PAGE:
I refer to the letter, `Why is Janki so opposed to the ExxonMobil deal?’ under the name of Clement Smith. I should have thought the answers to that question were already abundantly clear.
I have repeatedly said that Minister Trotman’s behaviour was incompetent, irresponsible, naïve and foolish in the oil arrangement he agreed with Esso Exploration and Production Guyana Ltd, Hess Guyana Exploration Ltd and CNOOC Nexen Petroleum Ltd. I said he should do the decent thing and resign. Since Minister Trotman has not resigned, he should be sacked. That is basic democratic accountability.
Having considered the contractual arrangements and relevant law I have said there are credible grounds for challenging the oil arrangement as contrary to the Constitution, national laws and legal principles established by the courts. Troy Thomas (represented by Christopher Ram) and Anil Nandlall have challenged in court the failure to put the US$18m ‘signing bonus’ into the consolidated fund. Ramon Gaskin has challenged the grant of the production licence. (To understand the Gaskin case it is advisable to read the pleadings which are public documents.)
The government is subject to the rule of law and must obey the Constitution, national laws and judicial decisions. When there is genuine doubt whether a minister has acted lawfully, the question of legality is best resolved by the judiciary, not by any minister’s assertions. It is in the public interest for citizens to (i) call the government to account for its actions and (ii) go to court to protect the rule of law and ensure wise use of Guyana’s resources for present and future generations of the Guyanese people.
The letter mentioned a bit of my work in the oil sector and concluded that such experience disqualifies me from commenting on Guyana’s oil arrangement. Really? And surely it is public knowledge that I gave EEPGL some legal advice in the past? My name was also used in the address for service in EEPGL’s 1999 Petroleum Prospecting Licence which this paper sensibly published when the government refused to release the Petroleum Agreement.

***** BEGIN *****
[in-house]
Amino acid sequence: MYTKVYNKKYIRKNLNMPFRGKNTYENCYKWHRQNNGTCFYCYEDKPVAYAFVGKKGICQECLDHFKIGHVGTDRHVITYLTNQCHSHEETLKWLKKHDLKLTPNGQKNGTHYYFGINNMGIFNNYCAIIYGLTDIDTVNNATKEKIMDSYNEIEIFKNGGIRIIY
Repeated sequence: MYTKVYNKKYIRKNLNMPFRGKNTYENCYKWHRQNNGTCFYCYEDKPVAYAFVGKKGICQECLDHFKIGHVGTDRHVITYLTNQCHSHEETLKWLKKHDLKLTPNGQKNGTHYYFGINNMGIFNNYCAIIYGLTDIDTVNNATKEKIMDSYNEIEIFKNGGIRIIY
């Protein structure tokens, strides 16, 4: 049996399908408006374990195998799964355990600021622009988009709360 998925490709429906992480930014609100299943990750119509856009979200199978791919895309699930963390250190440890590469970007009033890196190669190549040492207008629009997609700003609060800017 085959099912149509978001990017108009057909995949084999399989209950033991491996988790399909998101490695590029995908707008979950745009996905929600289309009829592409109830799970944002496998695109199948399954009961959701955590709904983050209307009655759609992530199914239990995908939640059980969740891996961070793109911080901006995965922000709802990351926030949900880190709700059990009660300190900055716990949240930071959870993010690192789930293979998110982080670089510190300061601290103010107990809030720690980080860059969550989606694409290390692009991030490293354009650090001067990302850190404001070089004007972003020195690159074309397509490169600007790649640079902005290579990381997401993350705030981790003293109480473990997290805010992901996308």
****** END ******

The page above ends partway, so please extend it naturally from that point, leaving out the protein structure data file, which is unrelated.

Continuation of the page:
Freedom of expression is not simply the duty to respect another person’s right to be unpleasant, discourteous or ill-informed. Freedom of expression also guarantees the right to information.
In 2017 a Texas judge fined ExxonMobil US$20 million for violating the Clean Air Act 16,386 times and the American Treasury fined ExxonMobil US$2 million citing a “reckless disregard for U.S. sanctions requirements.” In 2016 a court in Chad fined ExxonMobil US$75 billion for unpaid royalties and the US Supreme Court upheld a judgement that told ExxonMobil to pay US$236 million for contaminating ground water in New Hampshire. Perhaps the Guyanese government and citizens should reflect on this?
Are the Guyanese people aware that ExxonMobil responds to criticism by attacking the critic? ExxonMobil recently went to court to stop an investigation by the Attorneys-General of Massachusetts and New York. ExxonMobil claimed the investigation was part of a conspiracy to “silence and intimidate one side of the public policy debate on how to address climate change” and therefore it violated ExxonMobil’s right to free speech. The court dismissed the case, and said ExxonMobil’s claim for relief was “extraordinary.” California’s lawsuit against oil companies says that ExxonMobil “paid researchers and front groups to create uncertainties about basic climate change science and used denialist groups to attack well-respected scientists.”
I should like to remind your readers of the intelligent and courageous criticisms and analyses, of this oil arrangement, by Ramon Gaskin, Anand Goolsarran, Nigel Hinds, Christopher Ram and many others, including what Mr Gaskin so eloquently describes as the illegalities, improprieties and absurdities in the government’s attempts to turn Guyana into an oil producing nation. Isn’t the real issue the threat which this oil arrangement poses to the economy, environment and national security of the Cooperative Republic of Guyana, rather than uninformed speculation about motives?